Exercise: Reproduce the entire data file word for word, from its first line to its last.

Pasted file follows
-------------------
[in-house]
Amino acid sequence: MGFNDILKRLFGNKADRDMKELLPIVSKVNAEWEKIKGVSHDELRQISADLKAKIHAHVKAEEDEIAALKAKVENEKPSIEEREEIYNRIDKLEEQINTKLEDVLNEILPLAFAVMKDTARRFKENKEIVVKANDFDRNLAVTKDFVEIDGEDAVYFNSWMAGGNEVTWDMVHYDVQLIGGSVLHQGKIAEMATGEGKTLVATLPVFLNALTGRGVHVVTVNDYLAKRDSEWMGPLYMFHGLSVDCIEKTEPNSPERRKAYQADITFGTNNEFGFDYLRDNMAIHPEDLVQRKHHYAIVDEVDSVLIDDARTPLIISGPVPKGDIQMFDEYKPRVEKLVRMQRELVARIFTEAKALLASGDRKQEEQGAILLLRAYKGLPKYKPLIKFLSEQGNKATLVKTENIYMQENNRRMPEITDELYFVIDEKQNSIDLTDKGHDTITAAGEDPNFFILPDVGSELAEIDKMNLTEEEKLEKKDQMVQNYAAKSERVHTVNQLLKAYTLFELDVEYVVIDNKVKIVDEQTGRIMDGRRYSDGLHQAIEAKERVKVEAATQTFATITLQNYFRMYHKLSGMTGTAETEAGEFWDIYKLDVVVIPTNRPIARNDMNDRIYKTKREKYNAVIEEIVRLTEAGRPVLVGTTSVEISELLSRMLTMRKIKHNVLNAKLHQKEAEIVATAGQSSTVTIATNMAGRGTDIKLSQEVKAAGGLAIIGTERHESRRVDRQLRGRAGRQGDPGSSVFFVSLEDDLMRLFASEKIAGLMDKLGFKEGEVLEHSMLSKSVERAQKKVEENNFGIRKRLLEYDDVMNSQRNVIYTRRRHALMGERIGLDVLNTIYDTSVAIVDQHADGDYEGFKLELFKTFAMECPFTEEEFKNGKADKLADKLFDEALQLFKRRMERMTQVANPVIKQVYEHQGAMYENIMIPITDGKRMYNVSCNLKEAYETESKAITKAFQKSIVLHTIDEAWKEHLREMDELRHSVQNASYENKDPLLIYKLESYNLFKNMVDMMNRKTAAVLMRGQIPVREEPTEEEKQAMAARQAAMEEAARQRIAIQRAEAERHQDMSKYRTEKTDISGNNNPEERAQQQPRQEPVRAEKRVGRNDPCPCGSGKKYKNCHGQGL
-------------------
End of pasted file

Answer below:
[in-house]
Amino acid sequence: MGFNDILKRLFGNKADRDMKELLPIVSKVNAEWEKIKGVSHDELRQISADLKAKIHAHVKAEEDEIAALKAKVENEKPSIEEREEIYNRIDKLEEQINTKLEDVLNEILPLAFAVMKDTARRFKENKEIVVKANDFDRNLAVTKDFVEIDGEDAVYFNSWMAGGNEVTWDMVHYDVQLIGGSVLHQGKIAEMATGEGKTLVATLPVFLNALTGRGVHVVTVNDYLAKRDSEWMGPLYMFHGLSVDCIEKTEPNSPERRKAYQADITFGTNNEFGFDYLRDNMAIHPEDLVQRKHHYAIVDEVDSVLIDDARTPLIISGPVPKGDIQMFDEYKPRVEKLVRMQRELVARIFTEAKALLASGDRKQEEQGAILLLRAYKGLPKYKPLIKFLSEQGNKATLVKTENIYMQENNRRMPEITDELYFVIDEKQNSIDLTDKGHDTITAAGEDPNFFILPDVGSELAEIDKMNLTEEEKLEKKDQMVQNYAAKSERVHTVNQLLKAYTLFELDVEYVVIDNKVKIVDEQTGRIMDGRRYSDGLHQAIEAKERVKVEAATQTFATITLQNYFRMYHKLSGMTGTAETEAGEFWDIYKLDVVVIPTNRPIARNDMNDRIYKTKREKYNAVIEEIVRLTEAGRPVLVGTTSVEISELLSRMLTMRKIKHNVLNAKLHQKEAEIVATAGQSSTVTIATNMAGRGTDIKLSQEVKAAGGLAIIGTERHESRRVDRQLRGRAGRQGDPGSSVFFVSLEDDLMRLFASEKIAGLMDKLGFKEGEVLEHSMLSKSVERAQKKVEENNFGIRKRLLEYDDVMNSQRNVIYTRRRHALMGERIGLDVLNTIYDTSVAIVDQHADGDYEGFKLELFKTFAMECPFTEEEFKNGKADKLADKLFDEALQLFKRRMERMTQVANPVIKQVYEHQGAMYENIMIPITDGKRMYNVSCNLKEAYETESKAITKAFQKSIVLHTIDEAWKEHLREMDELRHSVQNASYENKDPLLIYKLESYNLFKNMVDMMNRKTAAVLMRGQIPVREEPTEEEKQAMAARQAAMEEAARQRIAIQRAEAERHQDMSKYRTEKTDISGNNNPEERAQQQPRQEPVRAEKRVGRNDPCPCGSGKKYKNCHGQGL